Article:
Organic supply chain

Chapter 4

Retailers and wholesalers


response of 58 surveys was received from organic retail and wholesale traders, with 35 identifying as retailers, 37 as wholesalers and 14 as both. The breakdown of organic traders by State is shown in Table 62. Most traders were located in the mainland eastern States and their distribution largely reflects wider population trends. The two major retailers in Australia, Coles and Woolworths were unable to complete the survey due to commercially sensitive information, however the researchers wish to thank both retailers for providing inconfidence commercial information which has enabled cross checking and verification of final industry value claims. Total sales of organic products reported by survey respondent retailers and wholesalers were $39.7 million, with about 90% being domestic sales and 10% for exports. Table 63 shows that fresh fruit and vegetables top the

list in terms of most domestically sold produce. This is due to the fact that they are the most common entry point products for new organic consumers and fresh food is perceived to be most vulnerable to chemical residues. Further information on consumer buying patterns can be found in Chapter 5. Retail sales were estimated using two steps, (1) Farm gate value – exports = domestic wholesale, and (2) domestic wholesale + mark-up + imports = Table 62. Number of organic retail and wholesale trader respondents (n = 58) categorised by State. State NSW VIC QLD SA WA TAS Unknown Total 15 12 12 8 7 3 1 % 26 21 21 14 12 5 2
Australian Organic Market Report 2008 65

Chapter 4

Organic supply chain

Table 63. Sales of organic products reported by retailers and wholesalers. Product Fruit & vegetables, fresh Meat Bread and baked goods Sauces, condiments Milling, cereals Wine Snack food, confectionery Other products Honey Ready-meals, chilled foods Fruit & vegetables, processed Beverage, non-alcoholic Health & beauty products Pasta, noodles Essential oils Milk Wholefoods Yoghurt Eggs Textiles, wool, cotton Other dairy products Baby foods Beverage, alcoholic (not wine) Fish
66 Australian Organic Market Report 2008

Traders 11 10 6 9 8 7 6 9 9 3 9 6 5 4 2 4 5 3 1 2 2 1 0 0

Domestic sales ($) 13,254,895 3,435,600 3,539,000 2,971,027 1,993,428 1,312,368 1,303,427 1,055,895 970,629 726,000 629,338 408,203 489,640 512,495 503,000 473,041 485,211 266,041 250,000 127,201 103,000 12,000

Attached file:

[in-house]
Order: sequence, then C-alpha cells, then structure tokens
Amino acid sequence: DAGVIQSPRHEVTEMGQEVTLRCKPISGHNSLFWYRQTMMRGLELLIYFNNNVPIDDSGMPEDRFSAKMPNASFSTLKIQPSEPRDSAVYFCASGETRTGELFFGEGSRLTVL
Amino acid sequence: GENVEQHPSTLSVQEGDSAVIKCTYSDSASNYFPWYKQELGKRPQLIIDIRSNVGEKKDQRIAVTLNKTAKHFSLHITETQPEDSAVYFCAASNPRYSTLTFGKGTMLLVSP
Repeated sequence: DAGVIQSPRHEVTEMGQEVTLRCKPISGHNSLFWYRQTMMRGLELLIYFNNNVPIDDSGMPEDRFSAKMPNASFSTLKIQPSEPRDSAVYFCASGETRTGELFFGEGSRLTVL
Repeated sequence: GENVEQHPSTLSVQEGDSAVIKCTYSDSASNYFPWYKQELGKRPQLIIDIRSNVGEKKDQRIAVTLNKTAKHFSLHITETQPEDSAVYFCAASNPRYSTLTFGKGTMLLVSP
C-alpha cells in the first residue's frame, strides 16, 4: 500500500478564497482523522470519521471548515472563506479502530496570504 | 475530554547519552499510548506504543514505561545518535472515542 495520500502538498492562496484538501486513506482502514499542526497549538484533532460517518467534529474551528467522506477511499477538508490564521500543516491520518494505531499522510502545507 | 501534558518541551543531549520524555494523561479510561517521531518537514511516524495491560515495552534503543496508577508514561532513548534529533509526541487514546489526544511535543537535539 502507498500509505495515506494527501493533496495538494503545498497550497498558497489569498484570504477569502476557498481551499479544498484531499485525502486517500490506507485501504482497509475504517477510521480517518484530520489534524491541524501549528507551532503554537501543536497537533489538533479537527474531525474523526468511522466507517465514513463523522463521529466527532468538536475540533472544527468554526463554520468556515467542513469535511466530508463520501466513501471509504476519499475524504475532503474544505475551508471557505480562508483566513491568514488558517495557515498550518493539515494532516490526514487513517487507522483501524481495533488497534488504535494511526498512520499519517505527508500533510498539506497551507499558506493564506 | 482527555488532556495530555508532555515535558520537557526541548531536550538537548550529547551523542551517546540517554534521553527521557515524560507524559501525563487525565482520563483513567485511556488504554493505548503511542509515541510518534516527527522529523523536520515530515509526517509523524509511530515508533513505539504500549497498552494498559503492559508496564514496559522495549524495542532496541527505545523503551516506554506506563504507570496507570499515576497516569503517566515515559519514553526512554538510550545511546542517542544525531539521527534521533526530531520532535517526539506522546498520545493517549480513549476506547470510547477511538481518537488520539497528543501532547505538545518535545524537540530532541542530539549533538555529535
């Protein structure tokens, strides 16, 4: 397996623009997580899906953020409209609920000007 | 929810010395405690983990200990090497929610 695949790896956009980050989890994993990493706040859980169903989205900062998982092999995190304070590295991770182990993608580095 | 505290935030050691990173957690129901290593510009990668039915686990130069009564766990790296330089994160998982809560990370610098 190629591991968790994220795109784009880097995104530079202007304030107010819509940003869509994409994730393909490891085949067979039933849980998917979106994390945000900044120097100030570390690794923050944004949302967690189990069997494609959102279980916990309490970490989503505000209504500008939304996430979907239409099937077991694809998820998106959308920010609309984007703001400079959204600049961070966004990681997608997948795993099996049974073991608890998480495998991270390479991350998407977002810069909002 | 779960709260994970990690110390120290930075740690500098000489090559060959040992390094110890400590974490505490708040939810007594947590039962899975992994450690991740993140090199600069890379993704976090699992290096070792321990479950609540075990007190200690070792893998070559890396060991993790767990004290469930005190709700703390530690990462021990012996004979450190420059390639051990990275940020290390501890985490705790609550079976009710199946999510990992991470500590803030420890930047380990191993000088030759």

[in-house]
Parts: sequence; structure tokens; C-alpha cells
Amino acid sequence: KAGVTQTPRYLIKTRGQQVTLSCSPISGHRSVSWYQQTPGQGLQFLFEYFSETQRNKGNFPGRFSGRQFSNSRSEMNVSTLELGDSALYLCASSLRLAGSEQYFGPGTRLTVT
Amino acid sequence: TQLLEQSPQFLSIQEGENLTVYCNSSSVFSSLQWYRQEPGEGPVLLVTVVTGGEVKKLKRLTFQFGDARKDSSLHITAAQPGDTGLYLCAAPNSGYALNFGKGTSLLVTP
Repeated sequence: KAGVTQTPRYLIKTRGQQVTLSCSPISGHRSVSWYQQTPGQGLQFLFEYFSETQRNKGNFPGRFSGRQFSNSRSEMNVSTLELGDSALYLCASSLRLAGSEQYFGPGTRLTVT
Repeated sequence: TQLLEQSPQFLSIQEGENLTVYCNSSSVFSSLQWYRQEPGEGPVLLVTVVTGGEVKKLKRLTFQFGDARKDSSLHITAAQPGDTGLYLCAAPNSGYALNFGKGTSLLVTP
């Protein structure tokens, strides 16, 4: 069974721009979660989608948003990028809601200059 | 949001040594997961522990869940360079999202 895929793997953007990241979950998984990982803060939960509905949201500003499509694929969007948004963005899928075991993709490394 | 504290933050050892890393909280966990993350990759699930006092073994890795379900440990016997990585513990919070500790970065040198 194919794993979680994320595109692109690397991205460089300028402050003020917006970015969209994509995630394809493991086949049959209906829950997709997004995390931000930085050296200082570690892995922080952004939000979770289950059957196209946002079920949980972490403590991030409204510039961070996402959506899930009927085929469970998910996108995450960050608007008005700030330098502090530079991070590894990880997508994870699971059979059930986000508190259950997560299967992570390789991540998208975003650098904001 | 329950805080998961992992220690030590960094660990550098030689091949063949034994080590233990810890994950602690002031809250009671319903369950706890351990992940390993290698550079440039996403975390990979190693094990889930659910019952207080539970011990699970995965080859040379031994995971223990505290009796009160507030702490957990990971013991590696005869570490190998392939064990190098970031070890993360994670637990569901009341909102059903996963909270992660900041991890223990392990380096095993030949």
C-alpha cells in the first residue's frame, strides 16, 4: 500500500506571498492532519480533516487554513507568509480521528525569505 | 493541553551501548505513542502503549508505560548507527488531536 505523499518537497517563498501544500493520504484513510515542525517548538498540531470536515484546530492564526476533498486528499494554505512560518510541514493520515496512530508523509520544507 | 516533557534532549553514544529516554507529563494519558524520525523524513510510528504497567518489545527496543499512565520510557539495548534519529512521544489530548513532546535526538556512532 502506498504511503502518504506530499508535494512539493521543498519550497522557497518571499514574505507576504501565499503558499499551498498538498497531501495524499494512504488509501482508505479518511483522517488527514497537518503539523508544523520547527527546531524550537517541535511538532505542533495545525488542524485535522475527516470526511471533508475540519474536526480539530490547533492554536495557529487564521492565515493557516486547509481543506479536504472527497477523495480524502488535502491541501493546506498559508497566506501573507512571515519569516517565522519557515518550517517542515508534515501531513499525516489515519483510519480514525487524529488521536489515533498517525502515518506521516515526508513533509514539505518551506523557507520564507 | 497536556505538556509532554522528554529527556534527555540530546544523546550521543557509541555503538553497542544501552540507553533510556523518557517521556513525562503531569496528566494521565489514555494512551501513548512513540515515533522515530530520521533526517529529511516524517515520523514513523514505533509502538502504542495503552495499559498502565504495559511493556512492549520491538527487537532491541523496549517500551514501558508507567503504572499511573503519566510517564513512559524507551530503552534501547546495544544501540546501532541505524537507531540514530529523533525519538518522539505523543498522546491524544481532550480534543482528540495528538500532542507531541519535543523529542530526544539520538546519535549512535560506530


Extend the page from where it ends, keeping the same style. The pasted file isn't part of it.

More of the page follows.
Export sales ($) 579,421 3,000,000 2,512 182,367 36,985 211,055 26,392 3,212

Total sales ($) 13,834,316 6,435,600 3,977,262 3,153,394 2,030,413 1,523,423 1,303,427 1,077,287 973,841 726,000 629,338 607,903

% of all sales 35 16 10 8 5 4 3 3 2 2 2 2 2 1 1 1 1 1 1

113,876 8,500 20,865 20,865

603,516 512,495 511,500 493,906 485,211 286,906 250,000 127,201 103,000





it is probable that farm-gate sales and possibly exports are under-estimated.7 million and imports considerably more at $231 million.9 was used (Wynen 2003). and were calculated at 15% of farm gate sales. retail sales. Exports in 2007 were estimated to be $34.5 million in 2001 (Wynen 2003). A mark-up of 1. although a higher value may be more realistic where higher premiums are available or with greater value-adding to raw products. Given the higher number of smaller respondents. Australian Organic Market Report 2008 67 . Imports were estimated to be 40% of organic retail sales based on information provided by several industry sources. Preferred retail outlets of Australian organic consumers (Nourish Foods 2005). although it is acknowledged that actual levels of imported products can vary from almost zero for fresh food. Organic retail sales were estimated to be worth $80 million in 1995 (Hudson 1996) and $106. Exports were assumed to be higher than the 10% indicated. With these assumptions it is conservatively estimated that retail sales of organic produce in Australia are about $623 million. up to about 80% for some processed groceries.Organic supply chain Chapter 4 20% 10% 7% 6% 42% ORGANIC FOOD STORE SUPERMARKET FARMERS MARKET HEALTH FOOD STORE ONLINE RETAILER Figure 11.